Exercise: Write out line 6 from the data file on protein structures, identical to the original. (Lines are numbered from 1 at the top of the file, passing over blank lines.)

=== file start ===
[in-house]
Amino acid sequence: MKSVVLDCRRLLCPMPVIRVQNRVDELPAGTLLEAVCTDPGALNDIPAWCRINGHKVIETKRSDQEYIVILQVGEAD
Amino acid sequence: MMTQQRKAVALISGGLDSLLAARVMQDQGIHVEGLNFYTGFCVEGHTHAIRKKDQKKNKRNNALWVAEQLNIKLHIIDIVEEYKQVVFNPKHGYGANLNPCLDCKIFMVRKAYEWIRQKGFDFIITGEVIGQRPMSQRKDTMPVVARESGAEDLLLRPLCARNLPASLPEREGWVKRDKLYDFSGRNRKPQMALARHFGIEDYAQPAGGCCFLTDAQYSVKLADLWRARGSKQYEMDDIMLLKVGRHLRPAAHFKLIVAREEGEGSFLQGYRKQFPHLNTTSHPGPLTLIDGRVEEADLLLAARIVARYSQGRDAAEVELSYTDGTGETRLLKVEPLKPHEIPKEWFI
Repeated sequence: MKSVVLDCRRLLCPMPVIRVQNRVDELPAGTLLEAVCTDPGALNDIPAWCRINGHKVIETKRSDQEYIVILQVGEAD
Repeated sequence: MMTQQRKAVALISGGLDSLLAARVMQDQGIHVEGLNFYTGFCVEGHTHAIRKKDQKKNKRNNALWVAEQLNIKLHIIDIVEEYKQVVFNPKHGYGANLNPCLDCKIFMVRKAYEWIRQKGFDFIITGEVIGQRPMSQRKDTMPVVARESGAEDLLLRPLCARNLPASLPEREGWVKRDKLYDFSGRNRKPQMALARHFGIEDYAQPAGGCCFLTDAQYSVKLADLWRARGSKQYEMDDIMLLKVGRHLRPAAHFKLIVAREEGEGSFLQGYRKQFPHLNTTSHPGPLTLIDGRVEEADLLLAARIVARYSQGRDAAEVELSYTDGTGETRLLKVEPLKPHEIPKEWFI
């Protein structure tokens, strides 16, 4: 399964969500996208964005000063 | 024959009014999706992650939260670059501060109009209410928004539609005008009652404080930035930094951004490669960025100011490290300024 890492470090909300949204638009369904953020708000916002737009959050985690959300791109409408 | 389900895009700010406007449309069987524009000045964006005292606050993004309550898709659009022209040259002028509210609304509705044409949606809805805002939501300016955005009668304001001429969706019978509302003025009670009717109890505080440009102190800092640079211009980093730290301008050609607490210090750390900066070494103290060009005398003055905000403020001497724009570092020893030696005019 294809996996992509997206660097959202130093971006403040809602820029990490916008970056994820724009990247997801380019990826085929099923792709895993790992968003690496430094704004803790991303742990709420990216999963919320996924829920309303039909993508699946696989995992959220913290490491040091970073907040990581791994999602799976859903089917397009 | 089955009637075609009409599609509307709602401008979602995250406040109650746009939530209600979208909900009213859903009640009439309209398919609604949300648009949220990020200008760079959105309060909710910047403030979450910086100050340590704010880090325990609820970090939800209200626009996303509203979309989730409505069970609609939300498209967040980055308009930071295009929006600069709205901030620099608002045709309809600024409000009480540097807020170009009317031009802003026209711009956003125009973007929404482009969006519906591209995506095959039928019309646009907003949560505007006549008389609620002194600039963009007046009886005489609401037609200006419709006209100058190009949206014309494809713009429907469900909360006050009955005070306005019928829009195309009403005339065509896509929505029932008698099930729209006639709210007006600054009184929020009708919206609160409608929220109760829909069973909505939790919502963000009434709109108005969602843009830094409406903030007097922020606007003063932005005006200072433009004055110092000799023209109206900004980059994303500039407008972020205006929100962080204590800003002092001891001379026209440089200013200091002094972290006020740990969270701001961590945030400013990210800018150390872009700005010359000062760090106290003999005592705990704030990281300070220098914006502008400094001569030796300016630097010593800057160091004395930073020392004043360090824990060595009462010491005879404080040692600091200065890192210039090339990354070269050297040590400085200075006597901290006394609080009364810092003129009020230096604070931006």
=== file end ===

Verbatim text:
């Protein structure tokens, strides 16, 4: 399964969500996208964005000063 | 024959009014999706992650939260670059501060109009209410928004539609005008009652404080930035930094951004490669960025100011490290300024 890492470090909300949204638009369904953020708000916002737009959050985690959300791109409408 | 389900895009700010406007449309069987524009000045964006005292606050993004309550898709659009022209040259002028509210609304509705044409949606809805805002939501300016955005009668304001001429969706019978509302003025009670009717109890505080440009102190800092640079211009980093730290301008050609607490210090750390900066070494103290060009005398003055905000403020001497724009570092020893030696005019 294809996996992509997206660097959202130093971006403040809602820029990490916008970056994820724009990247997801380019990826085929099923792709895993790992968003690496430094704004803790991303742990709420990216999963919320996924829920309303039909993508699946696989995992959220913290490491040091970073907040990581791994999602799976859903089917397009 | 089955009637075609009409599609509307709602401008979602995250406040109650746009939530209600979208909900009213859903009640009439309209398919609604949300648009949220990020200008760079959105309060909710910047403030979450910086100050340590704010880090325990609820970090939800209200626009996303509203979309989730409505069970609609939300498209967040980055308009930071295009929006600069709205901030620099608002045709309809600024409000009480540097807020170009009317031009802003026209711009956003125009973007929404482009969006519906591209995506095959039928019309646009907003949560505007006549008389609620002194600039963009007046009886005489609401037609200006419709006209100058190009949206014309494809713009429907469900909360006050009955005070306005019928829009195309009403005339065509896509929505029932008698099930729209006639709210007006600054009184929020009708919206609160409608929220109760829909069973909505939790919502963000009434709109108005969602843009830094409406903030007097922020606007003063932005005006200072433009004055110092000799023209109206900004980059994303500039407008972020205006929100962080204590800003002092001891001379026209440089200013200091002094972290006020740990969270701001961590945030400013990210800018150390872009700005010359000062760090106290003999005592705990704030990281300070220098914006502008400094001569030796300016630097010593800057160091004395930073020392004043360090824990060595009462010491005879404080040692600091200065890192210039090339990354070269050297040590400085200075006597901290006394609080009364810092003129009020230096604070931006």